Saturday, June 6, 2015
Maida Vale, London
London's Maida Vale underground station celebrates its one hundredth birthday today, Saturday 6 June 2015. It's one of the many stations designed in the style developed by Leslie Green, the Underground's short-lived architect of the first years of the 20th century. The trademark manner that Green developed became a kind of three-dimensional corporate identity for the capital's underground railway. It's not just the familiar oxblood tiles, but so many of the other details – segmental arches, ornate glazing bars, signs made up of big tiles containing one or sometimes two individual letters each, the flat roof designed to accommodate development above if desired – that make these station instantly recognisable. And of course the Underground roundel. Maida Vale has a particularly decorative glittering mosaic version of this inside the station, which I've posted about before.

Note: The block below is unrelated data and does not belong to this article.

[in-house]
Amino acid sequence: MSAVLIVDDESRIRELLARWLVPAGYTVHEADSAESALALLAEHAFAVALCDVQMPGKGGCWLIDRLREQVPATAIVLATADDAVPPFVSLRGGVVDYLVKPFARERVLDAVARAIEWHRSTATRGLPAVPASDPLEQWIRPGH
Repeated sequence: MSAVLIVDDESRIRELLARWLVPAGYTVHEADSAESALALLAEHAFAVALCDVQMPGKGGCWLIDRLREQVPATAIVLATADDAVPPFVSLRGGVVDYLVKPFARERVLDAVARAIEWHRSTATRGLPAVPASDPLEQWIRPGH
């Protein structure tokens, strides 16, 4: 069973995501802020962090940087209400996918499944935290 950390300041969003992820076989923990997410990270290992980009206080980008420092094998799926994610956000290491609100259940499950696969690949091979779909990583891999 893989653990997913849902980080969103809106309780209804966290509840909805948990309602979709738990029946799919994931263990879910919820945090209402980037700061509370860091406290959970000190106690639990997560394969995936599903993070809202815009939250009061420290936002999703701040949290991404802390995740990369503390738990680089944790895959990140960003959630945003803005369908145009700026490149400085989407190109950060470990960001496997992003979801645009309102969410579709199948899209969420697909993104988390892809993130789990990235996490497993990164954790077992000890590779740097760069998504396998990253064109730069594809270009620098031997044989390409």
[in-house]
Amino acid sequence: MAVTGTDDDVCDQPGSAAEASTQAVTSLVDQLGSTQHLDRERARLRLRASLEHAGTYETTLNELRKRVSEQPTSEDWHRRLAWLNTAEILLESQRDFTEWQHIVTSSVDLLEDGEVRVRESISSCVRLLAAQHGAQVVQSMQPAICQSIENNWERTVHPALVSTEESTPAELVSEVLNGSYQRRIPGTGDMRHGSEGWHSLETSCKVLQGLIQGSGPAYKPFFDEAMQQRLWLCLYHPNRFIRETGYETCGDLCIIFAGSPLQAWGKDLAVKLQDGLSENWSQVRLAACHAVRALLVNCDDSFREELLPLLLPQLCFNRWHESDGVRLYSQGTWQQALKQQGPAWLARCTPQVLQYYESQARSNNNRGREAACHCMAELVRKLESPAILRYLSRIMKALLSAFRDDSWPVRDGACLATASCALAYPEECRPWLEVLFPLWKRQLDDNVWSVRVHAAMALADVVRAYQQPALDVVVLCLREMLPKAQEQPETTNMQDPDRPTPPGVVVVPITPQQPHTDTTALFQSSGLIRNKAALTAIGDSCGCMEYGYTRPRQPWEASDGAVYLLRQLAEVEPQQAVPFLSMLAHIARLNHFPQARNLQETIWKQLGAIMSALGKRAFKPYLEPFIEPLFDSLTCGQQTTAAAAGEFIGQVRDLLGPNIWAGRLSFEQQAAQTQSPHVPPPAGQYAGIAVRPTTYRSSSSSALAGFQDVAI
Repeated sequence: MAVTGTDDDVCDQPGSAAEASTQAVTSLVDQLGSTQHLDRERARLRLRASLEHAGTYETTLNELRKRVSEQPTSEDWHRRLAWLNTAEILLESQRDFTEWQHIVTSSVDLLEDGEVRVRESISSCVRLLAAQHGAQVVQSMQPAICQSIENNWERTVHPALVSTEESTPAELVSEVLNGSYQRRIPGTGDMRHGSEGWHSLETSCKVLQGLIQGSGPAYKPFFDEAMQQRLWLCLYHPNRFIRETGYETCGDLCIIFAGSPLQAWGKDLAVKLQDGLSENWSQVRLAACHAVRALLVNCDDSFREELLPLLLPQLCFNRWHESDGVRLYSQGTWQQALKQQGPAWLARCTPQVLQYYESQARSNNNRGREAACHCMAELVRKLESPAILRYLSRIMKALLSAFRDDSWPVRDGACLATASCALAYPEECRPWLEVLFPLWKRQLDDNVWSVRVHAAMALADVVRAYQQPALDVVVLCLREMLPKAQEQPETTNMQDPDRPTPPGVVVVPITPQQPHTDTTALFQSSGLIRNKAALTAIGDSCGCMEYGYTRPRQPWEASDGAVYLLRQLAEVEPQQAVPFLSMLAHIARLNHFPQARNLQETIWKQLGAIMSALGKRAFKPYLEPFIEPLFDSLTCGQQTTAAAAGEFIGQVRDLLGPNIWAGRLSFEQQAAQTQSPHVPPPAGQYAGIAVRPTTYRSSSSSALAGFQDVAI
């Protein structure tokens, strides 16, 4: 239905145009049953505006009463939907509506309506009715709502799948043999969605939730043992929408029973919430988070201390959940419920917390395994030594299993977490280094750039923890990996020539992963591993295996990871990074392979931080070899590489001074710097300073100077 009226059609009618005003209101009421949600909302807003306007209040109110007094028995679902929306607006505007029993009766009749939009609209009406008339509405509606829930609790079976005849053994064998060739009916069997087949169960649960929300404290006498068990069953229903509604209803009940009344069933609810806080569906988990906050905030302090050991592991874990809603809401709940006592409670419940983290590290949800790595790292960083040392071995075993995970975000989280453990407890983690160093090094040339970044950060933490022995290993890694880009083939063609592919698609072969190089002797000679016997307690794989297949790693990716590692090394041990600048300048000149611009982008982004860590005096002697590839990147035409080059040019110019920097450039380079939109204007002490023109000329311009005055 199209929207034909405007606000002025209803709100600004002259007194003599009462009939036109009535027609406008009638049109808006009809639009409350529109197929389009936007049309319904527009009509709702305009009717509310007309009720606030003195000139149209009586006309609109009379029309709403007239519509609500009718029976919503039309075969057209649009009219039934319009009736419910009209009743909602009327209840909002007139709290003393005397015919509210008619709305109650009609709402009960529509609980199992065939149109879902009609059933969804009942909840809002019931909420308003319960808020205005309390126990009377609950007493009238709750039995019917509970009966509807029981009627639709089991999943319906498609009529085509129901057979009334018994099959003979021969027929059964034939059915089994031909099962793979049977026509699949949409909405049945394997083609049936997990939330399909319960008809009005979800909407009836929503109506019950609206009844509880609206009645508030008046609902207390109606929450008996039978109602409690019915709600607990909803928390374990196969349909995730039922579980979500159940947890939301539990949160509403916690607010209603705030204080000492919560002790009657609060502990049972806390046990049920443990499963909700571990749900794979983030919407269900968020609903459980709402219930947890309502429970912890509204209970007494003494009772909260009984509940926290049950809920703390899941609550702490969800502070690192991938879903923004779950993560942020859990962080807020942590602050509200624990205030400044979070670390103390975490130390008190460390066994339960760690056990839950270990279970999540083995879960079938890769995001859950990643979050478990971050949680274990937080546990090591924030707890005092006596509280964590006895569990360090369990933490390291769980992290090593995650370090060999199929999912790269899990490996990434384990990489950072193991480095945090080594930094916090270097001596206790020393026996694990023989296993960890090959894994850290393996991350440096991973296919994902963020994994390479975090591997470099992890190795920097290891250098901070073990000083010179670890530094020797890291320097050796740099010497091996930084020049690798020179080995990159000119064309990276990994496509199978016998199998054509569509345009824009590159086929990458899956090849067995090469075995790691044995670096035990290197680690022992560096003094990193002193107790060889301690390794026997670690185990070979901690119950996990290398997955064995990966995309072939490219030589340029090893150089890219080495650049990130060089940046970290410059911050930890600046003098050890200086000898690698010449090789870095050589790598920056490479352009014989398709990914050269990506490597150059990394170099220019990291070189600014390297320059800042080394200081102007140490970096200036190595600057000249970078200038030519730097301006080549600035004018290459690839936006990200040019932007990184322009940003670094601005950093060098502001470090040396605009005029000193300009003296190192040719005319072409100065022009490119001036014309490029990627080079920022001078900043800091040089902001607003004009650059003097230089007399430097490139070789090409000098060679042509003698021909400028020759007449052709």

This station's other claim to fame is that when it opened it was staffed entirely by women – apparently it was the first tube station to have an all-female staff. This was no doubt a result of the way in which World War I was draining potential male staff members away at a rapid rate, bringing many women into waged employment for the first time. Thoughts of the war provoke mixed feelings, then, but the architecture and its survival are something, at least, to be thankful for.
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Ian Visits has more about the station here.